And as for the web, the promise of the Internet was that you could make applications that are platform independent. What works on Windows works on UNIX works on a Mac works on Linux. MS did try to make the Internet a Windows only thing, but so far they've failed. And that's a good thing. If a web sit only works on Windows then it is a poorly designed web site.
01/14/2008 10:50:07 PM · #10
Safari is a pretty solid browser on the net, and for those extraordinarily rare occasions where a site won't 'play' with it, I have the mac version of Firefox (free) and it will pick up the slack.

The big RISK of using windows on your mac is that you open yourself back up to viruses, trojans, malware.... The one thing I would NOT do is to install windows and use IE to surf.

And it has been correctly noted above that Apple designs both the hardware and software--this makes for good integrated performance, and slick interfaces, etc. Windows is an OS only, and needs to work on a variety of different vendors computers--lots more opportunities for glitches there.

Message edited by author 2008-01-14 22:52:30.
01/14/2008 10:51:57 PM · #11
Originally posted by scarbrd:

If a web site only works on Windows then it is a poorly designed web site.


here, here! couldn't have said it better myself.
01/14/2008 10:57:03 PM · #12
Originally posted by chromeydome:

The big RISK of using windows on your mac is that you open yourself back up to viruses, trojans, malware....

I'm pretty sure Windows gets its own partition if you run it on a Mac, so any malware would only affect the "PC side." Note that CrossOver will allow you to run many Windows applications natively without even installing Windows.
01/14/2008 11:21:25 PM · #13
I think you are correct--if using boot camp, then separate partitions, only one or the other running, etc. But if using parallels, both are running, and you can even have an icon on your mac os desktop that takes you seamlessly to a windows app. This is where the risk comes in--when running windows and IE, vulnerable, but when running both together, both sides are at risk (shared disk space, etc.)

It seems, though, that a nice mac is a better Vista machine than vista machines!
//mailbox.allthingsd.com/20070823/running-windows-vista-on-a-mac/
01/14/2008 11:50:09 PM · #14
Originally posted by chromeydome:

The big RISK of using windows on your mac is that you open yourself back up to viruses, trojans, malware.... The one thing I would NOT do is to install windows and use IE to surf.

The Unix foundation that OS X is built on reduces the likelihood of being infected by a lot of what's out there.

The big problem with Windows is that it's so insecure by default. Get someone who knows what they're doing, and it can be as impenetrable and secure as a Mac. The problem is that 99% of the users don't really know what they're doing (as far as Internet security is concerned).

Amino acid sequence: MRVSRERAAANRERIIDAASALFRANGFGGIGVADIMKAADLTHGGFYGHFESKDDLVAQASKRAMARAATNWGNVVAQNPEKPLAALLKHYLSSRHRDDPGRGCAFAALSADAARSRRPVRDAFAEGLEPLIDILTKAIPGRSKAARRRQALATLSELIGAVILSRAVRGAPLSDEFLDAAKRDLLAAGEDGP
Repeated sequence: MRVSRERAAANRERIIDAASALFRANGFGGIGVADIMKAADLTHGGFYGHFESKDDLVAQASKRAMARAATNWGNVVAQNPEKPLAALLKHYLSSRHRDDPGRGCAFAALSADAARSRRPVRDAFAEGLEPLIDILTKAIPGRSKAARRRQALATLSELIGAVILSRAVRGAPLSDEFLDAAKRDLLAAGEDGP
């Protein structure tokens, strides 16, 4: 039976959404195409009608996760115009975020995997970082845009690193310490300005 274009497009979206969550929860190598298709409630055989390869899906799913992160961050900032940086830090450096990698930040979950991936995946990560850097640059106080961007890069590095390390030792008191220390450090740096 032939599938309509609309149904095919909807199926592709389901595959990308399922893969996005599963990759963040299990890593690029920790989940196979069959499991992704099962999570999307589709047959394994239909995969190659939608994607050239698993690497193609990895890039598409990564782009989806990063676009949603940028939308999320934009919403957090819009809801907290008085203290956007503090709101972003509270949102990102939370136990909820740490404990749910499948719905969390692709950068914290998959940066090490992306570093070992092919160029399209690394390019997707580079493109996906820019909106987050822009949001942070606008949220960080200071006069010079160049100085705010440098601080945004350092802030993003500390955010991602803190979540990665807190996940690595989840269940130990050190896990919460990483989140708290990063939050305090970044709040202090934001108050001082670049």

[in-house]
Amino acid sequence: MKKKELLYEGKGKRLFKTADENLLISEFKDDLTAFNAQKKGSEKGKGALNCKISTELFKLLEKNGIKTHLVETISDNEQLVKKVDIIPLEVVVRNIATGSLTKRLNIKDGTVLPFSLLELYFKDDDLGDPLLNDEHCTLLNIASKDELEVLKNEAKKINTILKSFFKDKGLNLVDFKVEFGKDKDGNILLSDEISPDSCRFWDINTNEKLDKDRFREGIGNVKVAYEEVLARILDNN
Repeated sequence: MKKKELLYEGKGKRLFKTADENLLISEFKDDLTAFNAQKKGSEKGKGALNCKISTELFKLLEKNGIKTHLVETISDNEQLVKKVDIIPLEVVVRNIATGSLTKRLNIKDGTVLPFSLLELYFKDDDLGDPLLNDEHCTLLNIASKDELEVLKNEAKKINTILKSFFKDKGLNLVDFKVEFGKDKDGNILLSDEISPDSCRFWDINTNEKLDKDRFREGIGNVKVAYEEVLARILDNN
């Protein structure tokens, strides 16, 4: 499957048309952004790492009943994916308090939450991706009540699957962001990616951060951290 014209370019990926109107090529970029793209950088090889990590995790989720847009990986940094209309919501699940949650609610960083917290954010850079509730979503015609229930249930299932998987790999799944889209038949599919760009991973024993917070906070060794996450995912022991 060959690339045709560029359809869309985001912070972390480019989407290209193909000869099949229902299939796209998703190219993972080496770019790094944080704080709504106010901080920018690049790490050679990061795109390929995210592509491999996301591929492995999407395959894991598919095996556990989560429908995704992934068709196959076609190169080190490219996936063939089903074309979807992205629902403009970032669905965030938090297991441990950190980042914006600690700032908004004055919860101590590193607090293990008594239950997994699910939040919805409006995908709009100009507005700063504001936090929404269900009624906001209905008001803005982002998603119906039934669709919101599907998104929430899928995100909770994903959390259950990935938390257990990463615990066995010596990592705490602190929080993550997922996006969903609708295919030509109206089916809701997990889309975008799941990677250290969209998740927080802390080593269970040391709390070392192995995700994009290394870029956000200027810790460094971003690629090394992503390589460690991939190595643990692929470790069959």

01/15/2008 11:37:40 AM · #15
People are getting defensive. I'm a mac user - about 10 hours a day. I have a G5 imac (and a G3 with a G4 processor upgrade) - -I've worked on Macs for 16 years or so ... but I'm not a super-geek internet guru - I just know that Mac and Windows have noticable differences when using the internet or internet software.

When I use a PC (I.Ei), Ebay is better (or at least different), Picasa products are available ... In the case of "good" web sites like e-bay, the interface is entirely different on Windows than on a Mac - I'm sure a geek could explain why. I have a web-site and using web-mail is faster and easier on a PC. My previous web-site hosting company actually has a disclaimer to mention that Mozilla (Firefox) was the only way to use web-mail on the mac - Safari wouldn't work properly - not sure why - fine.

There are some web-features and web software that works exlusively on a PC. There are web pages that are completely different when you log-on using a mac. I didn't make it up.
Further - I've always had trouble uploading photos to photo printing web-sites but had better luck on a PC -I use Photoworks because they "support" mac by providing software that actually will upload a bunch of photos without timing out.

I'm not saying that Macs are not good - but using 2 browsers "to pic up slack" is not necessarilly a good answer - although I get by just fine. I use Firefox and Safari but I still have better luck with web navigation on a PC. If you want to use Picasa products for example (other than the minimal Mac stuff Google has) - you're going to need a PC.

Again - I love Apple, Mac, whatever, but in my use there are some limitations and differences where a PC might have an advantage.

caveat: Not scientific studies, just my personal experiences which could be warped slightly by ADD ;)

Originally posted by geoffb:

Originally posted by metatate:

PCs (windows) tend to be better on the internet. Web pages are built to work on PCs.

How so?

There's nothing inherently better about browsing the web on a PC. The limiting factor isn't the browser, but often the web designer (such as the fools who do User Agent testing to prevent certain users from viewing their site, as if they're doing the visitor some sort of favour).

The only thing that works on a PC and not on a Mac is ActiveX (which might work on the Mac version of IE--I'm not sure). One important use is with Ajax, but any good designer will incorporate methods to account for the "other" browsers.

I just don't understand how web pages are built to work on PCs. If anything, PCs (well, Microsoft, through IE) has tried to make its own version of the "web" (full of non-compliant markup and useless and intrusive technologies, previously through FrontPage), but people are starting to turn away from that and towards standards compliance and cross-browser/cross-platform technology.


Message edited by author 2008-01-15 11:52:07.